In search of markets that promise rapid growth, investors have increasingly focused on countries in Southeast Asia and Latin America.
Private-equity and venture capital investors have begun to look beyond Brazil, Russia, India, China and South Africa, known as the BRICS countries, according to a global attractiveness index that was developed by researchers at the Emlyon Business School in France and the IESE Business School in Spain. Foreign direct investments by companies have followed a similar trend, according to an index business consultancy A.T. Kearney developed based on global surveys of executives.
Countries that consistently gained in attractiveness include Malaysia and Indonesia in Southeast Asia as well as Colombia, Peru and Chile in Latin America, the venture capital/private equity (VC/PE) country attractiveness survey suggested. In all of these countries economic activity increased considerably. Some also saw large improvements in taxation matters and in the depth of their capital markets.
“The size of a population, combined with expected economic growth, is a simple indicator of deal opportunities,” the researchers stated in their 2013 report on the VC/PE country attractiveness index. “Investors seek to capitalise on the combination between expected growth and large populations.”
The 2013 A.T. Kearny foreign direct investment confidence index found that among emerging countries Southeast Asia’s more empowered consumers proved particularly attractive to corporate investors. And for the first time in more than a decade, Chile and Argentina re-entered the index.
A.T. Kearney’s index reflects how likely respondents felt a direct foreign investment in a particular country is. The index ranks the 25 countries most likely to receive foreign direct investments based on survey responses of more than 300 executives from 28 countries.
What attracts investors
The VC/PE country attractiveness index is a composite measure of data that reflects six key drivers of country attractiveness for venture capital and private-equity investors that the French and Spanish researchers collected and analysed for 118 countries.
- Economic activity, which includes an economy’s size and employment levels, is the first key driver to attract venture capital and private-equity investors, because it reflects a country’s economic growth and entrepreneurial potential.
- Depth of capital markets measures how well-developed a country’s stock market is, banks’ attitude toward lending and investing, and whether financial incentives are in place to reward entrepreneurs.
- Taxation reflects a country’s tax regimes, which matter for business entry and exit.
- Investor protection and corporate governance requires certain legal structures and the protection of property rights.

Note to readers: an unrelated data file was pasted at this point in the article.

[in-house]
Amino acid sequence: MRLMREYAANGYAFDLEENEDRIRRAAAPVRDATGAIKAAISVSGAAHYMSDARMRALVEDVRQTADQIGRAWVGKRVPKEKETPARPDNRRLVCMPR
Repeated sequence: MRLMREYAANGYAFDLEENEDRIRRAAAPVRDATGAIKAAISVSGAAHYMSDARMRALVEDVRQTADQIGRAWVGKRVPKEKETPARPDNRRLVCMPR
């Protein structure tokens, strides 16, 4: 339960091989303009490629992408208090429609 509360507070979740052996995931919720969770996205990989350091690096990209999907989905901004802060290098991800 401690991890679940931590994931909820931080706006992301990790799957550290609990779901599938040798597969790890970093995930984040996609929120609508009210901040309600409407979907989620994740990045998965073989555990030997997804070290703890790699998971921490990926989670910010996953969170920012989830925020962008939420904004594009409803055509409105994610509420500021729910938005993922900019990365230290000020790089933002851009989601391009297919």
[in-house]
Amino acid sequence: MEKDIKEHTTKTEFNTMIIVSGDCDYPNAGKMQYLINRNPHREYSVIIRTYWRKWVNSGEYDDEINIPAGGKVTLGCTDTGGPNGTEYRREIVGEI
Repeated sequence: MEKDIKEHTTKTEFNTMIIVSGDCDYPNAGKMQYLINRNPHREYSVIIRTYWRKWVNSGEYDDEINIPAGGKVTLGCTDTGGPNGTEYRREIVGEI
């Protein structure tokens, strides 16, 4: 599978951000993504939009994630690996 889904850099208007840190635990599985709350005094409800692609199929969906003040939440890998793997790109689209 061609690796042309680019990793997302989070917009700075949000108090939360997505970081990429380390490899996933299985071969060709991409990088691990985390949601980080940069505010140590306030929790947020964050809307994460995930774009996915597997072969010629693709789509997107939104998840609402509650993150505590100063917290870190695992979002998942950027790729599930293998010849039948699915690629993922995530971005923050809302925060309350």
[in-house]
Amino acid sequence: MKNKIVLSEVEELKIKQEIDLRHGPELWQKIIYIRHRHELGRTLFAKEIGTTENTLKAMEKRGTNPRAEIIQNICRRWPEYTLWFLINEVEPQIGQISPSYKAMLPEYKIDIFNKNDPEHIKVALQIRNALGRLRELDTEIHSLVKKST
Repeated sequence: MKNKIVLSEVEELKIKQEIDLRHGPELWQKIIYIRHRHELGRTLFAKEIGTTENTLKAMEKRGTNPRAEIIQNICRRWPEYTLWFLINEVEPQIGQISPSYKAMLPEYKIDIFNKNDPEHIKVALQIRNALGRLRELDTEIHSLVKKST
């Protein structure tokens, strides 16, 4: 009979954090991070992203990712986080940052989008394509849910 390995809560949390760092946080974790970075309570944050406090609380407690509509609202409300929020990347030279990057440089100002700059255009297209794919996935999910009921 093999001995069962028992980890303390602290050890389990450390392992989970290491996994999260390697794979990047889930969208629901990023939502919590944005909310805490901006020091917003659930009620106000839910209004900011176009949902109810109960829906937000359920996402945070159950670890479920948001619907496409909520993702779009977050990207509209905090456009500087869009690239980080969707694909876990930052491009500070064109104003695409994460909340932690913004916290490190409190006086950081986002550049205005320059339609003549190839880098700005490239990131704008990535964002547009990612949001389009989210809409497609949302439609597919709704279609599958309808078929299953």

- A country’s human and social environment – eg, labour market policies – influence entrepreneurial activity.
- Entrepreneurial culture and deal opportunities reflect the innovation capacity and research output of an economy.
The VC/PE country attractiveness index ranked most developed countries in the top 20, including the US in the top spot, as well as Canada (2nd), the UK (3rd), Japan (4th), Australia (6th), Germany (7th) and France (19th). The index projected that Asia will remain the fastest growing region in the world for several years to come. The growth projections, in turn, were likely to attract venture capital and private-equity investments.
Malaysia ranked 17th most attractive in 2013, up from 23rd in 2009. Indonesia was 47th, up from 57th in 2009.
The outlook for Latin America was also positive despite the perception that the corruption risk was high. Almost every economy in the region was projected to expand. Chile ranked 25th in attractiveness in 2013 (up from 34th in 2009), Colombia was 39th (up from 47th in 2009), and Peru was 52nd (up from 62nd in 2009).
Moving beyond the BRICS
The BRICS didn’t improve much. Some even lost a few spots in the ranking in both indexes in the past three to five years:
Brazil ranked third on the A.T. Kearney FDI investment confidence index in 2013, the same as the year before and up one spot from 2010. The VC/PE country attractiveness index had Brazil in 36th place, the same as five years earlier and down three spots from 2011. Three of the six key drivers dropped in the rankings over the past five years, particularly economic activity.
Russia improved from 18th three years ago to 11th on the FDI investment index. The VC/PE country attractiveness index had Russia in 40th place, the same as in 2009 but up two spots from 2011. Five of the six key drivers had worsened in the past five years, particularly the social and human environment in the country.
India dropped from third to fifth on the FDI investment index and from 26th to 29th on the VC/PE country attractiveness index. Three of the six key drivers on the VC/PE country attractiveness index had worsened: investor protection and corporate governance; human and social environment; and entrepreneurial culture and deal opportunities.
China went from top-ranked to second on the FDI investment index in the past year. On the VC/PE country attractiveness index, China went from 25th in 2009 to 23rd in 2011 and 24th in 2013. Taxation improved considerably, but the human and social environment in the country worsened.
South Africa dropped four places to 15th on the FDI investment index in the past year. On the VC/PE country attractiveness index, South Africa dropped from 28th to 30th in the past five years. The human and social environment ranked considerably lower in 2013 than in 2009.
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—Sabine Vollmer (firstname.lastname@example.org) is a CGMA Magazine senior editor.